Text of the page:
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Friday, July 29, 2005 - 12:05amSanction this postReply
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On page 37 of the July/August 2005 issue of Skeptical Inquirer magazine, Carl Sagan's widow Ann Druyan writes in an essay titled "The Great Turning Away" about the apparent reversion to a new dark age:

My hunch is that we are living during the twilight of the magical thinking phase of human history. Lest you think this is mere faith, I offer some evidence: Consider all the futures depicted in science fiction that you have ever seen or read; whether of life on this world or any other. How many of them imagine a future in which the dominant religious traditions and beliefs of the present survive? Remember: This is the output of countless independent imaginations of every conceivable point of view. Yet, when we imagine the future, the gods of our childhood are long gone.


I have to admit that I find this observation intriguing, though it also sounds like a grasping at straws. Unless you count the underlying (and exhausted) "hero's journey" myth as a form of religion, it does seem as if science fiction has reached a more or less secular-humanistic consensus about the future.

That aside, however, I would like something more substantial than certain individuals' published or filmed fantasy lives as a basis for hope for a more rational world.



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Friday, July 29, 2005 - 5:34amSanction this postReply
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Do the best-selling Left Behind novels based on the Book of Revelations count as futuristic stories?  What about the movie Beneath the Planet of the Apes in which the mutated humans worshipped the nuclear missile?  There was also Brother Theo on Babylon 5 who took residence on the station to study the religions of alien races.

I think Ann Druyan engaged in selective induction from the world of futuristic science fiction and fantasy.




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Post 2

Friday, July 29, 2005 - 2:27pmSanction this postReply
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Do the best-selling Left Behind novels based on the Book of Revelations count as futuristic stories?
quote
I would say they don't.  Their premise is that the Rapture and the rest of the sequence of events foretold in Revelations start right now.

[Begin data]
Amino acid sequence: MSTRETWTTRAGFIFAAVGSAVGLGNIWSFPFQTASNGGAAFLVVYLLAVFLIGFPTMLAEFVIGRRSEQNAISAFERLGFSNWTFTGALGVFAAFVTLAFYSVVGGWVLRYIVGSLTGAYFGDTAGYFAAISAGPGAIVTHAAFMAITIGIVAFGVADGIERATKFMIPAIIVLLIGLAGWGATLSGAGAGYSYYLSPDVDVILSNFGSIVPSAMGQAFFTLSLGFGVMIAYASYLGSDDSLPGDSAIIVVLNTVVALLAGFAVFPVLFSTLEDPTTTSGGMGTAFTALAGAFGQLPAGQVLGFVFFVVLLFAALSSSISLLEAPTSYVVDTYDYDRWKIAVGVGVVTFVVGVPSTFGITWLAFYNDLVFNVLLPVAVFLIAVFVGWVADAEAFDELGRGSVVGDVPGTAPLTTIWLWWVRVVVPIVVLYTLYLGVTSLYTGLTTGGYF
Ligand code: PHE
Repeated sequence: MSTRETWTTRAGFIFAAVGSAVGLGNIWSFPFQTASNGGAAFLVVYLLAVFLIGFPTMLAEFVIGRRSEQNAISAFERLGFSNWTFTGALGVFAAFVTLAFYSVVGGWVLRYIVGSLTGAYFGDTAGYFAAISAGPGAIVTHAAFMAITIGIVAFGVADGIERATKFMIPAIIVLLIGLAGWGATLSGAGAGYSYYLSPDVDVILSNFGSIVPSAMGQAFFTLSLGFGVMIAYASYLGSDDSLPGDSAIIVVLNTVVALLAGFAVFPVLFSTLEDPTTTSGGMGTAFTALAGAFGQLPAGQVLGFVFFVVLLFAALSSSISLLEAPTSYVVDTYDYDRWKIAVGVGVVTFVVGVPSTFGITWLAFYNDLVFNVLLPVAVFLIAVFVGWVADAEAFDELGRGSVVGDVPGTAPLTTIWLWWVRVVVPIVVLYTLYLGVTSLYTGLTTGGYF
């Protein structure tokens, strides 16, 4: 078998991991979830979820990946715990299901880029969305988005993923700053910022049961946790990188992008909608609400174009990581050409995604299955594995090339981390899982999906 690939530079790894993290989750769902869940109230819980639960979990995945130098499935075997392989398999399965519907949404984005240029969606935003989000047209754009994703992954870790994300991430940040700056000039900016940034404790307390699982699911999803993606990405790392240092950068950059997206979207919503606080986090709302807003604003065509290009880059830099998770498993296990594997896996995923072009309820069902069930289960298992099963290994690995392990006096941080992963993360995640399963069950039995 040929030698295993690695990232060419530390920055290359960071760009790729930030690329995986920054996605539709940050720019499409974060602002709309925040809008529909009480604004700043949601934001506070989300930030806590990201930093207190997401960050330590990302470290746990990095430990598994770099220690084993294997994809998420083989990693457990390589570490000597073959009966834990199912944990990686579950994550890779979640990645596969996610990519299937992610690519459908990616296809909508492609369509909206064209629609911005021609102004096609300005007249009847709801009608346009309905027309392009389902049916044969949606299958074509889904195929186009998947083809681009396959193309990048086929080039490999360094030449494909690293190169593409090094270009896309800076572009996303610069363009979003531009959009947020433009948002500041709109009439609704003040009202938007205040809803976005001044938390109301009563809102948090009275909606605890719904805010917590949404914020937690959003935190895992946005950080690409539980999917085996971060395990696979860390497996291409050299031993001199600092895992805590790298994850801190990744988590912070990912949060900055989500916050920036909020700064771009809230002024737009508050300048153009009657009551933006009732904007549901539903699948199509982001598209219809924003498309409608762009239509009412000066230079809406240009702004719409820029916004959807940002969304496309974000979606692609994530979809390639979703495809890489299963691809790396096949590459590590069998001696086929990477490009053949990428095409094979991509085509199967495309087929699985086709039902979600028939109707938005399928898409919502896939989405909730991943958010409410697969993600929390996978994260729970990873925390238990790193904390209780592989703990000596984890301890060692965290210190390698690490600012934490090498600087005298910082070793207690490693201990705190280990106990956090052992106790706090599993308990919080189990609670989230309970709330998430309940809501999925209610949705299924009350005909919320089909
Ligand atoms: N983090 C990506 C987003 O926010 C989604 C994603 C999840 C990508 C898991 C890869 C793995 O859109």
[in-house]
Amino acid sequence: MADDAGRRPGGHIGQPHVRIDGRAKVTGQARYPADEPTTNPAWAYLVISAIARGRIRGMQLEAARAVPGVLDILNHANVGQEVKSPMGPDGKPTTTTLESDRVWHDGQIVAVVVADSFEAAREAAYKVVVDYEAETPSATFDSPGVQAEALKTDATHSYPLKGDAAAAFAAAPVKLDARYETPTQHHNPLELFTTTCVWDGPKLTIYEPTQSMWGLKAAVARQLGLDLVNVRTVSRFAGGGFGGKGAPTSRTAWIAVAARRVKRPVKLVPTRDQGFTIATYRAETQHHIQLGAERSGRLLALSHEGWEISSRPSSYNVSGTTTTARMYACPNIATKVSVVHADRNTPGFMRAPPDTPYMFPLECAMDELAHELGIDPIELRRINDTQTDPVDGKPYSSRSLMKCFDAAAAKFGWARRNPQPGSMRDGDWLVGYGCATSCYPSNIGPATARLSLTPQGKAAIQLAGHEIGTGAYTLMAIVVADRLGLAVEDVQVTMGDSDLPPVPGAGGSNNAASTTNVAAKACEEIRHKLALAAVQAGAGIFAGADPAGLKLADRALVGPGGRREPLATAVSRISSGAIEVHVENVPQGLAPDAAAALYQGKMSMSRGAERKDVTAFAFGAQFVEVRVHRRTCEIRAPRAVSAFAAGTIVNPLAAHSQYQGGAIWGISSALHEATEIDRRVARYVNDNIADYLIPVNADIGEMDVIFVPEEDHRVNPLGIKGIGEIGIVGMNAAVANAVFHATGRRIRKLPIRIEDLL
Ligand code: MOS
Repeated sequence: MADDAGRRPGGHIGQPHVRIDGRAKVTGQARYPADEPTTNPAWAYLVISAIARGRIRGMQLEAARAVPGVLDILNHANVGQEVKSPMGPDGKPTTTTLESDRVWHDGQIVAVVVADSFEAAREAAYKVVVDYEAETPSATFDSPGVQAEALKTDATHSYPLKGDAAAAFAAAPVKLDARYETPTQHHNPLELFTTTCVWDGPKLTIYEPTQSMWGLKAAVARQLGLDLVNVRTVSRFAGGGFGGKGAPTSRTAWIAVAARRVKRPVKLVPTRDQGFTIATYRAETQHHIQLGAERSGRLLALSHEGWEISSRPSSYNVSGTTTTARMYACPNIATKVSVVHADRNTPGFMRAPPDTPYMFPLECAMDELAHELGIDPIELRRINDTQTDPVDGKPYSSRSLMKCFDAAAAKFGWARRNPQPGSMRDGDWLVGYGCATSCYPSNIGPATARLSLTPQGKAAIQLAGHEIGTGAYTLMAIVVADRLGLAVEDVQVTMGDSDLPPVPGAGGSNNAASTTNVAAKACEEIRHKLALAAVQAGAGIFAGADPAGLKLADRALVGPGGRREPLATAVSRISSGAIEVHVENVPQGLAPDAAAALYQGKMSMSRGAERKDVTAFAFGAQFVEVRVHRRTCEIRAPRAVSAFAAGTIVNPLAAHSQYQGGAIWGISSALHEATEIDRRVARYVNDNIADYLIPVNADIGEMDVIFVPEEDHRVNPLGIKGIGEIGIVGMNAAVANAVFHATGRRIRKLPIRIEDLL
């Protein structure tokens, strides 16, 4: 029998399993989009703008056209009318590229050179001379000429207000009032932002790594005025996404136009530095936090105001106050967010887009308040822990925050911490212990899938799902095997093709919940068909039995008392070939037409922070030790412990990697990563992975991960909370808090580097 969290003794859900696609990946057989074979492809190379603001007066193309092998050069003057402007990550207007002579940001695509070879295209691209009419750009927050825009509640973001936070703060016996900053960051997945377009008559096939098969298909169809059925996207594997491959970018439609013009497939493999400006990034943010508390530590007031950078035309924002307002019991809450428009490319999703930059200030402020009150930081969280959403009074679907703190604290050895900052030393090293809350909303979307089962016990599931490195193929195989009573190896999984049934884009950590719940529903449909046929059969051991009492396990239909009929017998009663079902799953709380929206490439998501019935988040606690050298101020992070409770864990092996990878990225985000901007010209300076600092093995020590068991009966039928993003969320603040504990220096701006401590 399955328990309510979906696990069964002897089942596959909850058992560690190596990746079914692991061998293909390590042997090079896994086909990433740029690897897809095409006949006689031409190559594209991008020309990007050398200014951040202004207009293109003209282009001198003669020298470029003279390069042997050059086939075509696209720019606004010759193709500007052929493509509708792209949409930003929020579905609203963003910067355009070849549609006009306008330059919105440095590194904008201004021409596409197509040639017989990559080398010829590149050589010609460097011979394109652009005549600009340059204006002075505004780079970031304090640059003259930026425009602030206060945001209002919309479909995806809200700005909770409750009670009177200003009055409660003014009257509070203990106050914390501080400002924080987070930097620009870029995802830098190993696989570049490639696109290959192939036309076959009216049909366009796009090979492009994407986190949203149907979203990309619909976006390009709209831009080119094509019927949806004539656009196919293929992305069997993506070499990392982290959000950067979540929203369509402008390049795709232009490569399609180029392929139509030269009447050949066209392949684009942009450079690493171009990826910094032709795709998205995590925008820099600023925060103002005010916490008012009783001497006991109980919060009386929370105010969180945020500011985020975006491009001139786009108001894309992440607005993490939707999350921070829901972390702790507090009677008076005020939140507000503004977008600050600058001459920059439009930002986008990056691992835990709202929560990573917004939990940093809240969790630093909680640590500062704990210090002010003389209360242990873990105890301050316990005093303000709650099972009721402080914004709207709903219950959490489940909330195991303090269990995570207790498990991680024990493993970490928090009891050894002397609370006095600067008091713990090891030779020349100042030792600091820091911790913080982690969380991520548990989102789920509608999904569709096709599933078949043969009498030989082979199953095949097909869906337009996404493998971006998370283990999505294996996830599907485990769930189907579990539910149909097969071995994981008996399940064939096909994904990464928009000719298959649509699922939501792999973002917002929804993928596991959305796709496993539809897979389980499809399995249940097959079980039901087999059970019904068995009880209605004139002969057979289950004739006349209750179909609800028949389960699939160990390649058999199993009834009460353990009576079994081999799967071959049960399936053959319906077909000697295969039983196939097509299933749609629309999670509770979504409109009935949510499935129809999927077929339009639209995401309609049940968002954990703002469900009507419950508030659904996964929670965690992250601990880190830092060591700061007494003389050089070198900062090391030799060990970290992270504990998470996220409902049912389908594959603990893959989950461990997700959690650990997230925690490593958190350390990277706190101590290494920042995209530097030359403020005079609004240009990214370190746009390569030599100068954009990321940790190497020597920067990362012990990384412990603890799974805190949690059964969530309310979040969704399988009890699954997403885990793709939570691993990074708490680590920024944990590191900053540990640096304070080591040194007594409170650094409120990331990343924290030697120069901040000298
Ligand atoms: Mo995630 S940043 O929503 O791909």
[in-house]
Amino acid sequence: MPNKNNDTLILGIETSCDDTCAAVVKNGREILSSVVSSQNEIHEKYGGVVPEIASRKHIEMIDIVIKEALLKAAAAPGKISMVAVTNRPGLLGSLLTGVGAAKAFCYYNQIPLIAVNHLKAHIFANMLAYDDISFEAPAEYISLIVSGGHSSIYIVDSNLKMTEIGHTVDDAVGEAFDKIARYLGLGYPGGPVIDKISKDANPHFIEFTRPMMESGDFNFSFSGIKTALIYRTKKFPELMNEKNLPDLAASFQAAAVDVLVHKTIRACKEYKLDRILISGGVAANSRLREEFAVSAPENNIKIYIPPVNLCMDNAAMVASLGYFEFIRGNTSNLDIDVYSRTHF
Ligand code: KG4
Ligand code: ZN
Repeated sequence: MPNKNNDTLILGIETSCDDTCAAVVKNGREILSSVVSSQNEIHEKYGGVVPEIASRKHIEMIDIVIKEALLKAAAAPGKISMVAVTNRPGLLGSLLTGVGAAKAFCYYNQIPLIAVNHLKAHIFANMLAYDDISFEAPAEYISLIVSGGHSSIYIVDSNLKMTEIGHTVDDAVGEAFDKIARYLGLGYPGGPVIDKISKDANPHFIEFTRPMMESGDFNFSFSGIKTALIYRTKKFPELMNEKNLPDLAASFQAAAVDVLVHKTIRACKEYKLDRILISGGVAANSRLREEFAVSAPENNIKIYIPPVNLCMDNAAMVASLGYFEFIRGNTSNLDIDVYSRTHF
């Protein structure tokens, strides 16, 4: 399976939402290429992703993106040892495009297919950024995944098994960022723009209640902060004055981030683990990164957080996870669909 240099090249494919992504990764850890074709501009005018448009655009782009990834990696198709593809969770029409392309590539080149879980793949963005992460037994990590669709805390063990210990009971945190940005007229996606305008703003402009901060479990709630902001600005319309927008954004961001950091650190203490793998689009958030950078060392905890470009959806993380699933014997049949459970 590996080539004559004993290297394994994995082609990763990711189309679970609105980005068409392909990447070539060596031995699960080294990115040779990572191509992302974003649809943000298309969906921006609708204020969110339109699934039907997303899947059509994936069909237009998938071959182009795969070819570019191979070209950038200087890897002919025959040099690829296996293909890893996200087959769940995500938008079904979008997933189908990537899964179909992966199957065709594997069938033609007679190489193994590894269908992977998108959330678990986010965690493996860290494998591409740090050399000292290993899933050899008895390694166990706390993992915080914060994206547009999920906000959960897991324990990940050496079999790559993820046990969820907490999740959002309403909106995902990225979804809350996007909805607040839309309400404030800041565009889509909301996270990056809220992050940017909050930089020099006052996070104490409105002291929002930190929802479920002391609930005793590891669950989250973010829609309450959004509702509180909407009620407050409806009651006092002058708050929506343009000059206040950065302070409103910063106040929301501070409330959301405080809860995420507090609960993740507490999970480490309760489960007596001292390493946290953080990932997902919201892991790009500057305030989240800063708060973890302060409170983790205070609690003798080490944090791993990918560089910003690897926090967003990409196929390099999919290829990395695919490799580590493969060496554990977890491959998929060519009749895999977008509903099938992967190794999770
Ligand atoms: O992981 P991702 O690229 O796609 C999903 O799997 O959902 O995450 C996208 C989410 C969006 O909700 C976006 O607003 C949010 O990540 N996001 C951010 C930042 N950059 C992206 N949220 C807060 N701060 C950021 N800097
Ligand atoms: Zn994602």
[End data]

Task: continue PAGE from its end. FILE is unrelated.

Post 3

Friday, July 29, 2005 - 9:00pmSanction this postReply
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I think Druyan is ignorant of all the works on the future of the world and the culture of the world ie not just the West. Christianity, Islam are worldviews that are growing, and not subsiding, both religions have futuristic writings where ultimately all adhere to God's will.

Both also have a strong tradition in pursuing reason. It was Muslim scholarship that brought Aristotle to the West, the medieval tradition of scholasticism was incredibly rationalistic, significantly more so than the secular post modern continental philosophy that exists today and pervades everything including hollywood.

Also, movies like Star Wars, the Matrix hardly projected secularistic futures.

Madeleine




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Saturday, July 30, 2005 - 6:45amSanction this postReply
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Madeleine Flannagan wrote: "Also, movies like Star Wars, the Matrix hardly projected secularistic futures." 

Don't forget Dune.  However, I think that the exceptions prove the rule.  Generally, science fiction as a culture is based on the rational-empiricism that is contrary to faith and force.  It is, after all, science fiction.  As a genre it has been lumped lately with horror and fantasy.  However, they are distinct, just as a western is not "historical fiction" and a murder mystery set in ancient Rome is a murder mystery and not "historical fiction." The "steam punk" story Difference Engine (Bruce Sterling and William Gibson) is science fiction, not historical fiction.  Science fiction has rules of its own.  Like all artistic schools, the rules are interpretable.  (When was Beethoven "romantic" and did Shostakovich really write a "Classical" Symphony?)  Science fiction has several broad definitions.  This is the one I like:  Science fiction shows the effect on people of a new invention.